Rescuers picked away rubble from around a body in an area shaken by a powerful earthquake in mountainous southwestern China, then stood silently in a row, with helmets off and heads bowed to pay their respects.
Tuesday night’s magnitude 6.5 quake killed at least 13 people and injured 175, authorities said Wednesday. It also knocked out power and phone networks, complicating efforts to locate and evacuate survivors.
State broadcaster China Central Television showed footage of orange-suited rescuers finding the body and using detectors to search for survivors in the dark of night, carrying a girl to safety and leading other people along a rubble-strewn road.
Chinese President Xi Jinping called for rapid efforts to respond to the disaster, which struck a quake-prone region bordered by Sichuan and Gansu provinces at around 9:20 p.m. Tuesday. The area is on the edge of the Tibetan Plateau and home to many Tibetan and other ethnic minority villages. It’s also near Jiuzhaigou, or Jiuzhai Valley, a national park known for spectacular waterfalls and karst formations that attracts visitors from China and overseas.
Among the injured, 28 were listed in serious condition on Wednesday morning, according to the Aba Tibetan and Qiang Autonomous Prefecture government in Sichuan. At least five of the dead were tourists, China’s official Xinhua News Agency said. Hong Kong’s immigration department said one of the city’s residents was missing in the quake.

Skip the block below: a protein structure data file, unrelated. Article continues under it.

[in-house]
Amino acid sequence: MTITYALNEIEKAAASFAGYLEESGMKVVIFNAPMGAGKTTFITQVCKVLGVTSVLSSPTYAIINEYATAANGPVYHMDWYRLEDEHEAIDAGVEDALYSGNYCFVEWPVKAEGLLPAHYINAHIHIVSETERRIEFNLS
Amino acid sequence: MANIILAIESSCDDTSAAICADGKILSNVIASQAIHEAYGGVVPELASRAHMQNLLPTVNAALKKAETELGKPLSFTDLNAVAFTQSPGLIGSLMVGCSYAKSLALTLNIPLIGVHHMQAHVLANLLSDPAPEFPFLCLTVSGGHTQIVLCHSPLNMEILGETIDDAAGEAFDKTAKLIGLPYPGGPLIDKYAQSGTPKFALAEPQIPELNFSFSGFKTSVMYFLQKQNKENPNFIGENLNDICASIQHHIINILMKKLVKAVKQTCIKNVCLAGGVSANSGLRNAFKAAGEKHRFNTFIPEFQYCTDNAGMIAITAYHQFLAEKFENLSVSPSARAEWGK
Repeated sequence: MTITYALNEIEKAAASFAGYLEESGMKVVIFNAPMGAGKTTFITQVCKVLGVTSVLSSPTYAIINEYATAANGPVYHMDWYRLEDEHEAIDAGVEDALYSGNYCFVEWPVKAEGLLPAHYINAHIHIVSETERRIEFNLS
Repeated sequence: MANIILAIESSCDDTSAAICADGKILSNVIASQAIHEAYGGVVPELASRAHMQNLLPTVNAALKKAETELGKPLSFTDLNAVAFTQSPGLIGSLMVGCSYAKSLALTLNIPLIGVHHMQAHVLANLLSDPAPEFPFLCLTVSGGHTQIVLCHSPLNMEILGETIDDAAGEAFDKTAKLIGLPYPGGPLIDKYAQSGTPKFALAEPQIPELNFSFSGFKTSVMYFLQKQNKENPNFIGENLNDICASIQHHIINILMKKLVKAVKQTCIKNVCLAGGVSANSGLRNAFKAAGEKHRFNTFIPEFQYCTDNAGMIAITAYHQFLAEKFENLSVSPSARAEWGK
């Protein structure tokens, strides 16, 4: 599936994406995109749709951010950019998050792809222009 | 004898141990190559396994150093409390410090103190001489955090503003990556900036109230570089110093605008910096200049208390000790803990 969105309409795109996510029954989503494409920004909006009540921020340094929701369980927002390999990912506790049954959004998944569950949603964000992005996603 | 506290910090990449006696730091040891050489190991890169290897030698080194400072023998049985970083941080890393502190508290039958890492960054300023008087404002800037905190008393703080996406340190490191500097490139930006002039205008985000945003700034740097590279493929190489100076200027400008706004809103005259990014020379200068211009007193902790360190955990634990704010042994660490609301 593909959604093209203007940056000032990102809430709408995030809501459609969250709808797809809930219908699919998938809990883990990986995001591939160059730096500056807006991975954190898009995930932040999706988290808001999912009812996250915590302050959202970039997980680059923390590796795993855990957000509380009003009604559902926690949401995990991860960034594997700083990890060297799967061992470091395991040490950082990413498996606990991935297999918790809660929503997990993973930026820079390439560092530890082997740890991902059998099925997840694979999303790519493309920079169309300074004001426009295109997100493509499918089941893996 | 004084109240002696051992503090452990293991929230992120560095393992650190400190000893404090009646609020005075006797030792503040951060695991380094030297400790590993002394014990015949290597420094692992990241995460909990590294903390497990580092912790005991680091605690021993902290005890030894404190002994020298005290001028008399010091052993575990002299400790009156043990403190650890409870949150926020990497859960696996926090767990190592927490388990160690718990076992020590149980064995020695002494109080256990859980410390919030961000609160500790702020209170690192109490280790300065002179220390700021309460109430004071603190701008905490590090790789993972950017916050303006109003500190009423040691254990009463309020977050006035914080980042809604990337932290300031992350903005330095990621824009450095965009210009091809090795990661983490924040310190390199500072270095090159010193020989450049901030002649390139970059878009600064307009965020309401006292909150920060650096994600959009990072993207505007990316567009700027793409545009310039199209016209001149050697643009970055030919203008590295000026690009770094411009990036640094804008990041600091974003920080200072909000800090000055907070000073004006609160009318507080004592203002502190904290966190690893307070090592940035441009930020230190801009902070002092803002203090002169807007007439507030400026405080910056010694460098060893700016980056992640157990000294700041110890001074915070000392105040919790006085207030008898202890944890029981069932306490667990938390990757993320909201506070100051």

A Canadian woman suffered a slight head injury and a Frenchman was wounded in both legs and needed surgery to remove stone fragments, according to Xinhua. It said Frenchman Maxence Vallon, 18, was staying with his mother and brother at a hotel in Jiuzhaigou.
They were seeking shelter outside “when a big stone fell and hit my brother right in the leg,” said Romain Vallon, who studies in Beijing.
The dead included a performer in an arts group who was buried in the quake and found Wednesday morning. She and others had been performing in Jiuzhaigou when the quake struck. According to the Legal Evening News, they were acting out a scene about a deadly 2008 earthquake that struck nearby and killed nearly 90,000 people. When the quake hit, the performers ran off the stage in terror and the audience thought the tremor was part of the show.
The U.S. Geological Survey measured the quake at magnitude 6.5, striking at a shallow depth of just 9 kilometers (5.5 miles). Shallow earthquakes tend to cause more damage than…